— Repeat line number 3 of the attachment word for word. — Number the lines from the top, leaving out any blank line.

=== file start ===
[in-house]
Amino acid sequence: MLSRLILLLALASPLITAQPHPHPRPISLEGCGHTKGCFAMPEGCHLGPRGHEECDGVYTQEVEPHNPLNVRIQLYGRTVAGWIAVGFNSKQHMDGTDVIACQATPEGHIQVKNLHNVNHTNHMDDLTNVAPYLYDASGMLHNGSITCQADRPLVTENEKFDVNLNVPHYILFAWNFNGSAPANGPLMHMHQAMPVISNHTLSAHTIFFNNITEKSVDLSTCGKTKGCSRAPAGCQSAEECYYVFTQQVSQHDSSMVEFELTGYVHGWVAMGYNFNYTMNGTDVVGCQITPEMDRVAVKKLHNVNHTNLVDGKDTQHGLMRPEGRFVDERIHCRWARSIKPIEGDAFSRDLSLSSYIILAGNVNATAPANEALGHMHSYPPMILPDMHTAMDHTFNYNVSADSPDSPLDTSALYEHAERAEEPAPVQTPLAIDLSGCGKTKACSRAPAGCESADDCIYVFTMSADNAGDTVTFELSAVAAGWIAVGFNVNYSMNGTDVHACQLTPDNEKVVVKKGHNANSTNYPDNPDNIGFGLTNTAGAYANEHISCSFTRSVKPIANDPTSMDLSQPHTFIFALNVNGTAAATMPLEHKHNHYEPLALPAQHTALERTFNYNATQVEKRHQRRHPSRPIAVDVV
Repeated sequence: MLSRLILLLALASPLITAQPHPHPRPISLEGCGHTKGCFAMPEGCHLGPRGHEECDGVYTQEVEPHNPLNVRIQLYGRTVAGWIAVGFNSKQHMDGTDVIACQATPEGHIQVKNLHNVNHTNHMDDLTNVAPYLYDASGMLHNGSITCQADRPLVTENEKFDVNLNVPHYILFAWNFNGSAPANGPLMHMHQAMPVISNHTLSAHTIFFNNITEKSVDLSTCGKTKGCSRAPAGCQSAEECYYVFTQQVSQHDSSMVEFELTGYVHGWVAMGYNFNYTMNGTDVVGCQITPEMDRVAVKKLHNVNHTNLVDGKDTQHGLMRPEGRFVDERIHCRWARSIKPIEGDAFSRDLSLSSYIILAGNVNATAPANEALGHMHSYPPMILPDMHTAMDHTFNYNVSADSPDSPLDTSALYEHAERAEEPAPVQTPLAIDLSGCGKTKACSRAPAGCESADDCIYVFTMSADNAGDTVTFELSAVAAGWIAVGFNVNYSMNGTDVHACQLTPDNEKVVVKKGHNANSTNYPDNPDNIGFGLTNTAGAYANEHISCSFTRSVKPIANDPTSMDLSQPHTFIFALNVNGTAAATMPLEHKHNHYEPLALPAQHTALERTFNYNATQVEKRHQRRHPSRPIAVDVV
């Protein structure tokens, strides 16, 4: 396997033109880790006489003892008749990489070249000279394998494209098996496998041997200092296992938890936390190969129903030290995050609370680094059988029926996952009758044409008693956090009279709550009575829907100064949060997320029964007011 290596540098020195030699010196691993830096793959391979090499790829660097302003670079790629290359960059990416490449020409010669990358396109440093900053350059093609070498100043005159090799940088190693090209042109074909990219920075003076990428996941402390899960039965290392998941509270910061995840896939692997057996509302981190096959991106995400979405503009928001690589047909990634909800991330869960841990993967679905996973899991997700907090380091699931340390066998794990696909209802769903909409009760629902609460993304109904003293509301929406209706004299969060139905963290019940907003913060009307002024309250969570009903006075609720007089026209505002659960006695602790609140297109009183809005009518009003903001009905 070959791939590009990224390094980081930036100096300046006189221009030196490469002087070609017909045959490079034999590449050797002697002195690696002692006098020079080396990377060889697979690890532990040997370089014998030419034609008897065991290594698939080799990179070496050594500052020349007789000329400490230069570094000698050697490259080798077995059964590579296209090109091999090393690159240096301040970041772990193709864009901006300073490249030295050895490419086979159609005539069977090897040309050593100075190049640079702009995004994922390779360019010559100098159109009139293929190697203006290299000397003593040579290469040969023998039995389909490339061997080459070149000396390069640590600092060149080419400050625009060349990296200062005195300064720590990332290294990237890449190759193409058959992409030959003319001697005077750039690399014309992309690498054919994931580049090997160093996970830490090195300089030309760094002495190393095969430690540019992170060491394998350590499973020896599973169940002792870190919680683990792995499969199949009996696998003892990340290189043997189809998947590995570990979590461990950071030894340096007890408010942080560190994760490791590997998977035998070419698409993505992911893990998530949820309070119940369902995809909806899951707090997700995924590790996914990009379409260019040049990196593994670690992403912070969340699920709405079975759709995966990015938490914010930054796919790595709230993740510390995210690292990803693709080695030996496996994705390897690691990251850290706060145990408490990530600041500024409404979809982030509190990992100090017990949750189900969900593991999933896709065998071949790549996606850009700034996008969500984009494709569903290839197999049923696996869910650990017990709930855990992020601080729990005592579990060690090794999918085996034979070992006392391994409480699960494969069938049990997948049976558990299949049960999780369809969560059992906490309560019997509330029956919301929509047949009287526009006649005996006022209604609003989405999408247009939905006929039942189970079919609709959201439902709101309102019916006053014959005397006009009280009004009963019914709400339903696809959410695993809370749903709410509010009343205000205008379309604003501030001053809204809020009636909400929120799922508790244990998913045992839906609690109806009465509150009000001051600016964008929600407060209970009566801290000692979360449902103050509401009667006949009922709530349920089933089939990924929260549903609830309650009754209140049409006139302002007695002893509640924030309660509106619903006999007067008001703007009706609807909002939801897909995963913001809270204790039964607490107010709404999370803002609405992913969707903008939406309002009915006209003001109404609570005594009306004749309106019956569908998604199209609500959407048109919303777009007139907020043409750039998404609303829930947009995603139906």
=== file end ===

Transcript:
Repeated sequence: MLSRLILLLALASPLITAQPHPHPRPISLEGCGHTKGCFAMPEGCHLGPRGHEECDGVYTQEVEPHNPLNVRIQLYGRTVAGWIAVGFNSKQHMDGTDVIACQATPEGHIQVKNLHNVNHTNHMDDLTNVAPYLYDASGMLHNGSITCQADRPLVTENEKFDVNLNVPHYILFAWNFNGSAPANGPLMHMHQAMPVISNHTLSAHTIFFNNITEKSVDLSTCGKTKGCSRAPAGCQSAEECYYVFTQQVSQHDSSMVEFELTGYVHGWVAMGYNFNYTMNGTDVVGCQITPEMDRVAVKKLHNVNHTNLVDGKDTQHGLMRPEGRFVDERIHCRWARSIKPIEGDAFSRDLSLSSYIILAGNVNATAPANEALGHMHSYPPMILPDMHTAMDHTFNYNVSADSPDSPLDTSALYEHAERAEEPAPVQTPLAIDLSGCGKTKACSRAPAGCESADDCIYVFTMSADNAGDTVTFELSAVAAGWIAVGFNVNYSMNGTDVHACQLTPDNEKVVVKKGHNANSTNYPDNPDNIGFGLTNTAGAYANEHISCSFTRSVKPIANDPTSMDLSQPHTFIFALNVNGTAAATMPLEHKHNHYEPLALPAQHTALERTFNYNATQVEKRHQRRHPSRPIAVDVV